Reading these various reviews back-to-back was really telling.  Kirkus focused on the misery, only mentioning love and humor in the very last sentence.  It seems the reviewer really wanted to focus on the profound, deep, meaning underlying the story.  Library Journal read almost like an encyclopedia entry; like Kirkus it focused on “the burdens of grief and starvation”.  Booklist, in contrast, gives us a glimpse of the spirit of the family with Italy upstairs and Ireland downstairs – what a fun way to make a bad situation manageable.  It doesn’t overlook the poverty and neglect, but focuses instead on the humor and love, and gives us a glimpse of the writing.  School Library Journal really brings out the humor aspect, describing the book as “funny and uplifting” with a story about trying on the parents’ false teeth.  If I read only the Kirkus review, I would be expecting something like A Child Called It, but the SLJ review makes me think more of A Girl Named Zippy only deeper. 

Do you think it's fair that one type of book is reviewed to death and other types of books get little to no coverage? How does this affect a library's collection?  And how do you feel about review sources that won't print negative content? Do you think that's appropriate? If you buy for your library, how often do you use reviews to make your decisions? If not, how do you feel about reviews for personal reading, and what are some of your favorite review sources?

I think that as ebooks become more and more popular, they’ll get more coverage and enter the mainstream.  They’ll also get more coverage as they become more professional, with copy editing, layouts, and so on (technology development is helping with new home publishing software and templates).  Along with audio books, many are superbly created productions with full sound and video effects.  These are beginning to get more attention.  We, as librarians, can help push the demand for good reviewing as we seek to find the gems for our collections and our patrons by sharing our blogs and tips with each other. 
I appreciate reviews that include negative content, since that helps me focus in on the strengths and weaknesses of a book.  We all know that a particular reviewer may find something offensive that is a non-issue for someone else, but I find it very helpful to know when a book has stereotyped characters, confusing or contrived plots, and so on.  That may not mean that I won’t buy it, but will help me in steering it toward readers that like similar books.  For example, I have a whole group of teen girls that totally love shallow, paranormal love stories.  They want that certain type of heroine and that certain formula of plot.  Think of Harlequin readers – these books are pretty much all the same, and that’s what they want (loved ‘em when I was a teen) – not great literature, but you need these in your collection.  A good review, in my opinion, gives the pros AND cons of a book so that you, the expert on your collection and your patrons, can make a really informed choice.  We don’t have time to read every book out there (a dream), so we HAVE to rely on reviews.  We don’t need book cheerleaders – we need book reviewers.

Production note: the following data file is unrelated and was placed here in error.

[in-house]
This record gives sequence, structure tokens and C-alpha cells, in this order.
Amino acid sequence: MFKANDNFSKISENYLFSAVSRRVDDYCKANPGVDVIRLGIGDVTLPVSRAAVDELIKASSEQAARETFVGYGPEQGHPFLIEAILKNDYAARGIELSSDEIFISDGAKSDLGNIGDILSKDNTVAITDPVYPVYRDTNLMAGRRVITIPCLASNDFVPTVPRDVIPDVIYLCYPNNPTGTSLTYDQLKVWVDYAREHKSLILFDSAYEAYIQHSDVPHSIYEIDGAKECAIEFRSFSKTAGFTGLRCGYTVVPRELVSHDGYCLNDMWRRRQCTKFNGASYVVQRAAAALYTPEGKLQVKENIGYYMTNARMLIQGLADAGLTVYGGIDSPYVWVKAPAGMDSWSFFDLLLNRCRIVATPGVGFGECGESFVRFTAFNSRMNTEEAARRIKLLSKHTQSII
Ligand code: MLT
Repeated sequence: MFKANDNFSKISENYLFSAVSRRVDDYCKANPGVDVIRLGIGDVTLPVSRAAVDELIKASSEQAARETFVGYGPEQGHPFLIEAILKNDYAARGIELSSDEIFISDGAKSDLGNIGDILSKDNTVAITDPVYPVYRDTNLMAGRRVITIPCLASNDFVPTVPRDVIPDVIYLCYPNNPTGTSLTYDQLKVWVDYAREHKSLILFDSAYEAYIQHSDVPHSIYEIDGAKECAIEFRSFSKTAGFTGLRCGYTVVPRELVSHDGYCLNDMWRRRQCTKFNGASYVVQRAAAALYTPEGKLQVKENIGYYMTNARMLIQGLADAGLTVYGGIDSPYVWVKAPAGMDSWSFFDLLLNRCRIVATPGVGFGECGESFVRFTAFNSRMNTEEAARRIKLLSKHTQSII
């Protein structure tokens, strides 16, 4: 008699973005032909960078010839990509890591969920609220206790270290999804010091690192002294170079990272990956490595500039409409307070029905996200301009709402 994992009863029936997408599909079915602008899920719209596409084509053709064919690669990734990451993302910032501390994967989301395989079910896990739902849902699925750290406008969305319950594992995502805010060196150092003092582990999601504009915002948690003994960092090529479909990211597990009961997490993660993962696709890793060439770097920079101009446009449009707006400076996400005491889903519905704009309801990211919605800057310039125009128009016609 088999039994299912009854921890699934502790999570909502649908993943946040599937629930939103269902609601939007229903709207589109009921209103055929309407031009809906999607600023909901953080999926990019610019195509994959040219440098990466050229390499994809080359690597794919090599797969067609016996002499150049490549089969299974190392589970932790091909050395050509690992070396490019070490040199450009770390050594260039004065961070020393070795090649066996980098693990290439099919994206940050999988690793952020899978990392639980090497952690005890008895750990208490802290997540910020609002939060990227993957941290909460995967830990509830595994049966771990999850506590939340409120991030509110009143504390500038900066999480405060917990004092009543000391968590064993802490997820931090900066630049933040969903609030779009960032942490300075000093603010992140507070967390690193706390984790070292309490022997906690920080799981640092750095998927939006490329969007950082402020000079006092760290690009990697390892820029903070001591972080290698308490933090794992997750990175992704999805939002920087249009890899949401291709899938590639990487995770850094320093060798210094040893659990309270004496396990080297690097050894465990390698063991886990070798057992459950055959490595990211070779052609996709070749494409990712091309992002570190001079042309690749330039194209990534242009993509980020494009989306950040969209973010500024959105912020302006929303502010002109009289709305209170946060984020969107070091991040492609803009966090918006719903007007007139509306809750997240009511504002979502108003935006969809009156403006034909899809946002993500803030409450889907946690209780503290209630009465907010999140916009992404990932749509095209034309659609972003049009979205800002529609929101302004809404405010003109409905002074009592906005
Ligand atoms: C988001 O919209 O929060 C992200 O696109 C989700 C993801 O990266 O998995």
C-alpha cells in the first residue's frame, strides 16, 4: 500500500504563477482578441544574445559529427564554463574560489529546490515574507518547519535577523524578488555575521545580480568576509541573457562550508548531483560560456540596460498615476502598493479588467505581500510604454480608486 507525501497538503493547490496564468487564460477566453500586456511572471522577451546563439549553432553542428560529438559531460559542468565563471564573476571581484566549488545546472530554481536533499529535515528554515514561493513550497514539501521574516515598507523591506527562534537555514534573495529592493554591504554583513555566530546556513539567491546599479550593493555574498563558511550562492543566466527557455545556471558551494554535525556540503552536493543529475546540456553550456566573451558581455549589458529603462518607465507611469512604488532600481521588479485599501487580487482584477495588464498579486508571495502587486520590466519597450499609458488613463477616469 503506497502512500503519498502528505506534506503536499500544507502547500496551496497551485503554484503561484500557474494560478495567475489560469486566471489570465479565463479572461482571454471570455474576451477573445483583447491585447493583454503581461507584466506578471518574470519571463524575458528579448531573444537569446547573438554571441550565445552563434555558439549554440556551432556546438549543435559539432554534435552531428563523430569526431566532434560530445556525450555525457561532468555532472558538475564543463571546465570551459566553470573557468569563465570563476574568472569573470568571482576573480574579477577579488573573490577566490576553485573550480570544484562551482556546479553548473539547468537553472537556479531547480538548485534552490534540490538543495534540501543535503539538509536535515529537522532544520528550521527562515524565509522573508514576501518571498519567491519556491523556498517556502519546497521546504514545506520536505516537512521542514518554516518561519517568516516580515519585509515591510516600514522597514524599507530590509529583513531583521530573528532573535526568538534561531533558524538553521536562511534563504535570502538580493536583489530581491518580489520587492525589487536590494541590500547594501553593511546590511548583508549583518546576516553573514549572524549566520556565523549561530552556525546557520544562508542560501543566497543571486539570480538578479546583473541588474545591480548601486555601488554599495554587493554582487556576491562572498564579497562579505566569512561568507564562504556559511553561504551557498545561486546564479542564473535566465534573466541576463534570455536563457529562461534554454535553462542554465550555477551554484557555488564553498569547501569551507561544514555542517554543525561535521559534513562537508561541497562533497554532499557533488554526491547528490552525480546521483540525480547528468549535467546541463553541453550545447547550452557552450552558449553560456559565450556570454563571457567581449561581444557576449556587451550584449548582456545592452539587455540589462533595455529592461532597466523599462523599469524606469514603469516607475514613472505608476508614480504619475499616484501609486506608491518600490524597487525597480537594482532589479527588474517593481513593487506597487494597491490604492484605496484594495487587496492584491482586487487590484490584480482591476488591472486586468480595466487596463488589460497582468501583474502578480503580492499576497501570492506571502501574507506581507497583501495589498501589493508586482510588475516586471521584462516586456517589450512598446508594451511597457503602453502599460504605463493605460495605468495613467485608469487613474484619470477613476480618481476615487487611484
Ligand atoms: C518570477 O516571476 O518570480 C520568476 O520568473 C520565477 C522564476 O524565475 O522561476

For my personal reading, I like Goodreads and I particularly love to read the negative reviews.  Some of them are truly creative and funny, and they often intrigue me enough to read the book that they hated.  Sometimes it seems that the thing a person disliked about a book is that same thing that draws me to it – weird.    

Thursday, February 16, 2017

High School Runner: Freshman by Bill Kenley
Paperback: 284 pages
Publisher: River's Edge Media, LLC 
Language: English
ISBN-13: 978-1940595221
May 15, 2015